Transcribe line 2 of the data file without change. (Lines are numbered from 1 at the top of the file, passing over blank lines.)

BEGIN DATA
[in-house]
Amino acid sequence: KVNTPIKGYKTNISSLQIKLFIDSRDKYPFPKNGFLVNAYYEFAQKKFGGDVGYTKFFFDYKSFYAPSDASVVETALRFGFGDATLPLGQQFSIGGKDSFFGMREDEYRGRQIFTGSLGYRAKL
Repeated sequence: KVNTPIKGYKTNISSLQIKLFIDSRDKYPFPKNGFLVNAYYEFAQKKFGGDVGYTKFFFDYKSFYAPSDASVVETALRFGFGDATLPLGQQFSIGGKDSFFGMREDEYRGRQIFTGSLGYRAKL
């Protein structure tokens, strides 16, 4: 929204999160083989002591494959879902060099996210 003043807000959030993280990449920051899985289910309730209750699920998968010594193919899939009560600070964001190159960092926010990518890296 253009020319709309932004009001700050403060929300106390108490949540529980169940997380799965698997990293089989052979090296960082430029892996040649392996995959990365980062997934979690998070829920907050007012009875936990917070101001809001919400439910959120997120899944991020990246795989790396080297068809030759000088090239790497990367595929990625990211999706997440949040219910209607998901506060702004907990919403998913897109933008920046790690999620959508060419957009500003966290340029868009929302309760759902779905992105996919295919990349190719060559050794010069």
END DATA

Amino acid sequence: KVNTPIKGYKTNISSLQIKLFIDSRDKYPFPKNGFLVNAYYEFAQKKFGGDVGYTKFFFDYKSFYAPSDASVVETALRFGFGDATLPLGQQFSIGGKDSFFGMREDEYRGRQIFTGSLGYRAKL